Most of the songs and dances portrayed are quite lively and, according to Vidor, taken from his own experiences while living in the South. Haynes' first rendition of "Waiting at the End of the Road" is beautiful, and McKinney's bar room "Swanee Shuffle" is great. There are also several musical bits after Zeke becomes a minister which I've read are quite faithful to the music of the times. Haynes' performance during this act is a bit too exaggerated for my tastes, but when one compares it to how preachers usually speak to the audiences, it's not that far out.

Unfortunately, Vidor and the script are more focused on taking Zeke from point A to point B than they are in the journey. Zeke's inner spiritual struggle takes a backseat as Vidor focuses on just speeding through the events and taking him where he wanted him to be in the end, rather than show us the whole journey. As a result, the events of the last act feel rushed and abbreviated. Zeke's relationship with Missy Rose (Victoria Spivey) is also underdeveloped. Still, there is a particularly unsettling chase towards the end that seemed like it was taken from another film.

Overall, I enjoyed this film more than I did The Broadway Melody. There's a beauty in the rawness of the film, and the more accessible nature of the characters than there was in the Broadway stars of that other musical. What the film lacks in polish, it more than makes up for in spirit.

Grade: B-

_________________
--- UNDER CONSTRUCTION ---


Mon Jun 18, 2018 7:57 am
Profile
User avatar
Reply with quote
Post Re: Thief's Monthly Film Challenge 2018

A film noir
A film with less than 5 major characters (I'd argue for 2)


The Postman Always Rings Twice (1946)

Frank Chambers (John Garfield) is a vagabond with itchy feet. His latest stop is a small California diner owned by Nick Smith (Cecil Kellaway) where he gets hired as a burger cook. But before his first day can start, trouble walks in from the horizon.

Nick's wife Cora (Lana Turner) drops her lipstick and Frank decides to get it. He's in deep even though they just met.

Over the months, the passion starts to grow over the unsuspecting eyes of Nick. But then she gets an idea (inspired by one of his jokes), a terrible idea.

I liked how the film played with light and shadows throughout. In particular, note Cora's white dress. Director Tay Garnett keeps the story moving throughout. Garfield and Turner displayed potent chemistry (even though they weren't able to replicate that in real life) that steams up the screen. Kellaway, Hume Cronyn (as a defense attorney) and Leon Ames (as a dogged district attorney) lead up the supporting cast.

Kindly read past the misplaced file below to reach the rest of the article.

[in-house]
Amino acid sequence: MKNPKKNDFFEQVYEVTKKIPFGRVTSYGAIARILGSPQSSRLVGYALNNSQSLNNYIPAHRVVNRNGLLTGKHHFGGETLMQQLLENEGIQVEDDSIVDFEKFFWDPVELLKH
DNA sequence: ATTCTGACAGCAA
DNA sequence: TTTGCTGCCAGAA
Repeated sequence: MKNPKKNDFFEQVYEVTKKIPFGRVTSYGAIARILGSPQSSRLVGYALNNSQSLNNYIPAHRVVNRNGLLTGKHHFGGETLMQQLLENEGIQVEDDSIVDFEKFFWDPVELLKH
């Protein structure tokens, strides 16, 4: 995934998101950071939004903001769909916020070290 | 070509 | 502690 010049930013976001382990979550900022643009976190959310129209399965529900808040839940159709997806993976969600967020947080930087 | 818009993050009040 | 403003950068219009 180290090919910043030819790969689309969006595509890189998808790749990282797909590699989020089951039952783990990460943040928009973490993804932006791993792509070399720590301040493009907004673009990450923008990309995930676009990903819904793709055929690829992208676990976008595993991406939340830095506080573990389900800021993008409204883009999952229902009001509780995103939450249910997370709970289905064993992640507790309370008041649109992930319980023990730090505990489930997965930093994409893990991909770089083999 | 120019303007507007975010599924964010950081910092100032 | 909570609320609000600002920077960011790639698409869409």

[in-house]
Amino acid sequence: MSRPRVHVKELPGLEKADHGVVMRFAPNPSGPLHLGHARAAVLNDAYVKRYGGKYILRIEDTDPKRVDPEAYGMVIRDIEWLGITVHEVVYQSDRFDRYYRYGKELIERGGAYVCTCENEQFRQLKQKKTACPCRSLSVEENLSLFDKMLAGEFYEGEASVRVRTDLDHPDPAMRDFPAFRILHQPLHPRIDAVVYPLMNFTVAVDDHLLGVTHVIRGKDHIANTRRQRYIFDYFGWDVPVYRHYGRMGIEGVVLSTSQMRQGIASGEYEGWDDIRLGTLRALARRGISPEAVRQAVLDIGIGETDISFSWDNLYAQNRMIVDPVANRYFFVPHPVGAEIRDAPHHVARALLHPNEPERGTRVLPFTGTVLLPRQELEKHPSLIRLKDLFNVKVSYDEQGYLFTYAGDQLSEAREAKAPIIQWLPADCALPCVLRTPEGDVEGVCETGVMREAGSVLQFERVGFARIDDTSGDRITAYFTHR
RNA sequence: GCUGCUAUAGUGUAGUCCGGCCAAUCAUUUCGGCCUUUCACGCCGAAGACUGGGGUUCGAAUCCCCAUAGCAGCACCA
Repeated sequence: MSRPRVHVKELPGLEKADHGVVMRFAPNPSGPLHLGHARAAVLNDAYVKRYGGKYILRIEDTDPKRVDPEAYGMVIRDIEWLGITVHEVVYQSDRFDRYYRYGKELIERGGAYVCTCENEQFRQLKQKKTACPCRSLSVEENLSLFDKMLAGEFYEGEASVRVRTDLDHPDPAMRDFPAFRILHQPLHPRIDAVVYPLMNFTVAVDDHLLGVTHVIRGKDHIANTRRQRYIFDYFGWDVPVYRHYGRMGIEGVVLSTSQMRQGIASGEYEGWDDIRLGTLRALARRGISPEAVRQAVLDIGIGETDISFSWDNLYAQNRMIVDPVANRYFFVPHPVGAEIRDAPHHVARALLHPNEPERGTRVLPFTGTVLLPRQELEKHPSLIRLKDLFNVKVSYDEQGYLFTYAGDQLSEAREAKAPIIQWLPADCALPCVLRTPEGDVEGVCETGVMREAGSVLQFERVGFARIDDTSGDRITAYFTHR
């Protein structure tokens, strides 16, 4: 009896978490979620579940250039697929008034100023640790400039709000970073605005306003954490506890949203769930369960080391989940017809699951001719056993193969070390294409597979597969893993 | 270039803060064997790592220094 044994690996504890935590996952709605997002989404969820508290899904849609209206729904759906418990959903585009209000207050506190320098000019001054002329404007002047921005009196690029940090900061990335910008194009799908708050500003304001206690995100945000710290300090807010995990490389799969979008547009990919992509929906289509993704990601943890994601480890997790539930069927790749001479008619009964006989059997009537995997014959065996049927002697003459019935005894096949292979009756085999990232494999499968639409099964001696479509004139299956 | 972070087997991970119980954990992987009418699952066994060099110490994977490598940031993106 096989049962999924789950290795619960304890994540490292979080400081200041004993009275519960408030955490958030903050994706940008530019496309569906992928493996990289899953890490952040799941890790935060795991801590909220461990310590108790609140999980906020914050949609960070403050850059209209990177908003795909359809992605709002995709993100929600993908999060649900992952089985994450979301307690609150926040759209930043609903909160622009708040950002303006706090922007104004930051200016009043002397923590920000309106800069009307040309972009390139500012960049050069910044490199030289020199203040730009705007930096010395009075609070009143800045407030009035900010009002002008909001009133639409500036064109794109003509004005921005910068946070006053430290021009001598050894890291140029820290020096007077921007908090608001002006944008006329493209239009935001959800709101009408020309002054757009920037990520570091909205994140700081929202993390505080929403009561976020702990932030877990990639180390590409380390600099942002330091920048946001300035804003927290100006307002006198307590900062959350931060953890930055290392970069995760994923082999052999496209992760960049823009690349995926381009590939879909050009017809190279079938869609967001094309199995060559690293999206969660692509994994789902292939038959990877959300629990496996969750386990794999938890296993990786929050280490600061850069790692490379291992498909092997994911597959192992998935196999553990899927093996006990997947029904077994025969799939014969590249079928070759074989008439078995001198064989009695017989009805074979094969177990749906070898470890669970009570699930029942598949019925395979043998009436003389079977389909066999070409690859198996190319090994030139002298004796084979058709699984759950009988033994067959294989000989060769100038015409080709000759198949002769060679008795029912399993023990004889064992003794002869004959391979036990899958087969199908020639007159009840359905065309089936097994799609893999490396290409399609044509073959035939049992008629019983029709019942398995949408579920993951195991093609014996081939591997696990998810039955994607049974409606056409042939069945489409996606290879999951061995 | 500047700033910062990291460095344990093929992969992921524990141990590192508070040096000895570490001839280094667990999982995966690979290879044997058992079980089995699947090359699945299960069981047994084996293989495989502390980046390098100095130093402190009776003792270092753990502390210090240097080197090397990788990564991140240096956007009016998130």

Another thing to note is that most, if not all, of the characters are fairly unlikable. But pretty much all of them are relateable, such as Cora's idea of wanting to be somebody, Frank's dream to not be tied down, and the drive of both lawyers to succeed. I think that's one of the keys here. Maybe you disagree with their methods, but if the characters are at least relateable, then you'll be interested in going down the path they're going.

Excellent film noir, among the best I've seen and of its class. The Postman Always Rings Twice earns an A.


Mon Jun 18, 2018 9:48 am
Profile
User avatar
Reply with quote
Post Re: Thief's Monthly Film Challenge 2018

A film with a child protagonist
A film written by a novelist or playwright
A musical
A film made for less than $5,000,000
A film with a Rotten Tomatoes score above 95%



The Wizard of Oz (1939)

Quote:
"If I ever go looking for my heart's desire again, I won't look any further than my own backyard."


For most people, happiness seems like an elusive thing. We tend to think that our situation is always dire, and that other people always have it better than us. "The grass is always greener on the other side", people say, so we strive to reach that other side in hopes that it would bring us the happiness we desire. That is the situation in which young girl Dorothy (Judy Garland) finds herself in, and which leads her to a magical adventure to that "other side".

For those of you that live under a rock, The Wizard of Oz follows Dorothy, a young girl from Kansas that finds herself at odds with an angry neighbor that threatens to take her dog Toto away. After trying to run away, Dorothy and Toto find themselves trapped in the fantasy world of Oz. Desperate to return home, she sets on a quest to the Emerald City to meet the titular wizard. On her way, Dorothy is joined by Scarecrow (Ray Bolger), Tin Man (Jack Haley), and Cowardly Lion (Bert Lahr), while also being pursued by the Wicked Witch of the West (Margaret Hamilton).

Even though I don't have the nostalgic "baggage" that some might've regarding this film, from the first time I saw it (2009, according to my records), I found it to be a lovely and funny film. The combination of a whimsical and magical world, paired with solid, earnest performances from the cast makes for an immensely gratifying experience. The chemistry between Garland and his companions is almost perfect, and their musical performances are fun and lively. Some people might consider the story to be too "on the nose", but I still think it works extremely well, even today.